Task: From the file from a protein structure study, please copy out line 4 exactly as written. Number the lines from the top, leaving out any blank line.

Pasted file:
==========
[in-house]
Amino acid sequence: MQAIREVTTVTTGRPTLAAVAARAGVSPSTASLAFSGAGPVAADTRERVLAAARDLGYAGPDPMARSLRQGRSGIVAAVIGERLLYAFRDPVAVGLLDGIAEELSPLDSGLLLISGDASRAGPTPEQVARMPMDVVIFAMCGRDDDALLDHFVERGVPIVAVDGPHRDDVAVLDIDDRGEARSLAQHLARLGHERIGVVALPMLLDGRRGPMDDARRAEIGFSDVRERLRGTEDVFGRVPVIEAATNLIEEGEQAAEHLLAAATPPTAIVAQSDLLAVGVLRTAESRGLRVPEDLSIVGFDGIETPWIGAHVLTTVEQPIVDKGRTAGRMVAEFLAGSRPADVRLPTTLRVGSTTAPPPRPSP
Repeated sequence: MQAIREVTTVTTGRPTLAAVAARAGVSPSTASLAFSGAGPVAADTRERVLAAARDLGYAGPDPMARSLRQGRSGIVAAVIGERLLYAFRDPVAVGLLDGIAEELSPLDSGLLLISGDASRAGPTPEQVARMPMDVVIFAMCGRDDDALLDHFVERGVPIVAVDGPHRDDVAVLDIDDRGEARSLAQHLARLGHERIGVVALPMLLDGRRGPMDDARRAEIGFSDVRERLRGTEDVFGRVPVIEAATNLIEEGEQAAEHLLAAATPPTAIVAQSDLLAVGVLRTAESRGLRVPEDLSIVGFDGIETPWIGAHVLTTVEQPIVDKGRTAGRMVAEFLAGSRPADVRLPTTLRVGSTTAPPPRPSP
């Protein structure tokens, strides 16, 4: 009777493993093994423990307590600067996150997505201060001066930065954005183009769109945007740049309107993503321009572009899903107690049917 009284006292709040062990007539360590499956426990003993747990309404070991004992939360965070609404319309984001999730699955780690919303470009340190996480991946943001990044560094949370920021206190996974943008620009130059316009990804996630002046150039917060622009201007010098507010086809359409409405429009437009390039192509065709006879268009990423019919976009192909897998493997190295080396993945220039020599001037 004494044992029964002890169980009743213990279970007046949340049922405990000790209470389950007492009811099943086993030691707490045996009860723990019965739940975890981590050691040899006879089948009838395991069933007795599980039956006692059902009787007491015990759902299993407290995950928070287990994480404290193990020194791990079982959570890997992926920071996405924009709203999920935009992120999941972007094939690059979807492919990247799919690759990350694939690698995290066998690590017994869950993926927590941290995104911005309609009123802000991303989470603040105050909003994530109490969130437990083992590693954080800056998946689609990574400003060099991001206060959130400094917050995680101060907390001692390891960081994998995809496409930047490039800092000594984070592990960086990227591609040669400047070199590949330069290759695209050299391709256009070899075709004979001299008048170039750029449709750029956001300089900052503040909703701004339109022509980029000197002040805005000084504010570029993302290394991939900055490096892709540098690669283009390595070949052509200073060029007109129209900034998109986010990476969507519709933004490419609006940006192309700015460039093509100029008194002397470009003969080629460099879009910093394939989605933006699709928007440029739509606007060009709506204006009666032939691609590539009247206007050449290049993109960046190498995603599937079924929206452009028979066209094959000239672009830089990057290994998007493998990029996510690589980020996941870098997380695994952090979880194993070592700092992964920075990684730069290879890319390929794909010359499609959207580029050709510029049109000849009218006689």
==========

């Protein structure tokens, strides 16, 4: 009777493993093994423990307590600067996150997505201060001066930065954005183009769109945007740049309107993503321009572009899903107690049917 009284006292709040062990007539360590499956426990003993747990309404070991004992939360965070609404319309984001999730699955780690919303470009340190996480991946943001990044560094949370920021206190996974943008620009130059316009990804996630002046150039917060622009201007010098507010086809359409409405429009437009390039192509065709006879268009990423019919976009192909897998493997190295080396993945220039020599001037 004494044992029964002890169980009743213990279970007046949340049922405990000790209470389950007492009811099943086993030691707490045996009860723990019965739940975890981590050691040899006879089948009838395991069933007795599980039956006692059902009787007491015990759902299993407290995950928070287990994480404290193990020194791990079982959570890997992926920071996405924009709203999920935009992120999941972007094939690059979807492919990247799919690759990350694939690698995290066998690590017994869950993926927590941290995104911005309609009123802000991303989470603040105050909003994530109490969130437990083992590693954080800056998946689609990574400003060099991001206060959130400094917050995680101060907390001692390891960081994998995809496409930047490039800092000594984070592990960086990227591609040669400047070199590949330069290759695209050299391709256009070899075709004979001299008048170039750029449709750029956001300089900052503040909703701004339109022509980029000197002040805005000084504010570029993302290394991939900055490096892709540098690669283009390595070949052509200073060029007109129209900034998109986010990476969507519709933004490419609006940006192309700015460039093509100029008194002397470009003969080629460099879009910093394939989605933006699709928007440029739509606007060009709506204006009666032939691609590539009247206007050449290049993109960046190498995603599937079924929206452009028979066209094959000239672009830089990057290994998007493998990029996510690589980020996941870098997380695994952090979880194993070592700092992964920075990684730069290879890319390929794909010359499609959207580029050709510029049109000849009218006689």